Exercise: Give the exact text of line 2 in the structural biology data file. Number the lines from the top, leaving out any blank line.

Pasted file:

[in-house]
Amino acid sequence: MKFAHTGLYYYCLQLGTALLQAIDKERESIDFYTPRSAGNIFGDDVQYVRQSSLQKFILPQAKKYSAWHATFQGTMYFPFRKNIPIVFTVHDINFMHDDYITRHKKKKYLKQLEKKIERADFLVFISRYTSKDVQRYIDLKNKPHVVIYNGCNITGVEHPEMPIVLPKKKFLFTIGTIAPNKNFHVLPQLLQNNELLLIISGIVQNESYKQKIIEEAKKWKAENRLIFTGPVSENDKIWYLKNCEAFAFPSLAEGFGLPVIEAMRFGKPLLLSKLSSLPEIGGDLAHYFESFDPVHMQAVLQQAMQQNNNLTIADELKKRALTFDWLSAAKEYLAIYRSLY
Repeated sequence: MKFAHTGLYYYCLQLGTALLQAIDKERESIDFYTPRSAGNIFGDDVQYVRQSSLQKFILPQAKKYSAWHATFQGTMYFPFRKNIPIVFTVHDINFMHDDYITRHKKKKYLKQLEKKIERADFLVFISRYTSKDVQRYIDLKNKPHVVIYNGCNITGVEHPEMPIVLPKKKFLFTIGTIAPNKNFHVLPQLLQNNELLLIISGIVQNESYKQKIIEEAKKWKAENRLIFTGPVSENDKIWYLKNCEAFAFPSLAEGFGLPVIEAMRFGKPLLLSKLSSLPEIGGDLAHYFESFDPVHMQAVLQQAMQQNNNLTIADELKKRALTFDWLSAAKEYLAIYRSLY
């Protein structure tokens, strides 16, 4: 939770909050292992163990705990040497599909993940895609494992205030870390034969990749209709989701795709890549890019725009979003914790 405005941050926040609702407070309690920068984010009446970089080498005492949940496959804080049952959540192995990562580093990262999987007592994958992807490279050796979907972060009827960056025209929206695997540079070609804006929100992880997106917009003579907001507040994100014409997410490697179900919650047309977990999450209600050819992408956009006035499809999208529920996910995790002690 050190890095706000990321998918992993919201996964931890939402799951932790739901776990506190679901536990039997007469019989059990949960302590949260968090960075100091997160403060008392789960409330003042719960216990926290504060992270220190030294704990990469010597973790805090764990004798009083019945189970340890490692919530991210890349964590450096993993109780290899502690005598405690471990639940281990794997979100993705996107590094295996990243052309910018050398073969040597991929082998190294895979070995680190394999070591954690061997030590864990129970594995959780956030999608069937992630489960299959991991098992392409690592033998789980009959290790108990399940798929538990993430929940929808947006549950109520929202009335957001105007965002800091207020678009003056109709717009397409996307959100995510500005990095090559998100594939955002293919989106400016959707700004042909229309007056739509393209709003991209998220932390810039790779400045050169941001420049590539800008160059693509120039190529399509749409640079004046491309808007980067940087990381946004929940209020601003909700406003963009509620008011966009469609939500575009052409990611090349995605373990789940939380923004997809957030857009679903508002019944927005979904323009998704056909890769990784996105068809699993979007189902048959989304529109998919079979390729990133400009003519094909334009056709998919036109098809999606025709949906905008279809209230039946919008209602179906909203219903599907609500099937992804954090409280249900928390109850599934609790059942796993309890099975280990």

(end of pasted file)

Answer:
Amino acid sequence: MKFAHTGLYYYCLQLGTALLQAIDKERESIDFYTPRSAGNIFGDDVQYVRQSSLQKFILPQAKKYSAWHATFQGTMYFPFRKNIPIVFTVHDINFMHDDYITRHKKKKYLKQLEKKIERADFLVFISRYTSKDVQRYIDLKNKPHVVIYNGCNITGVEHPEMPIVLPKKKFLFTIGTIAPNKNFHVLPQLLQNNELLLIISGIVQNESYKQKIIEEAKKWKAENRLIFTGPVSENDKIWYLKNCEAFAFPSLAEGFGLPVIEAMRFGKPLLLSKLSSLPEIGGDLAHYFESFDPVHMQAVLQQAMQQNNNLTIADELKKRALTFDWLSAAKEYLAIYRSLY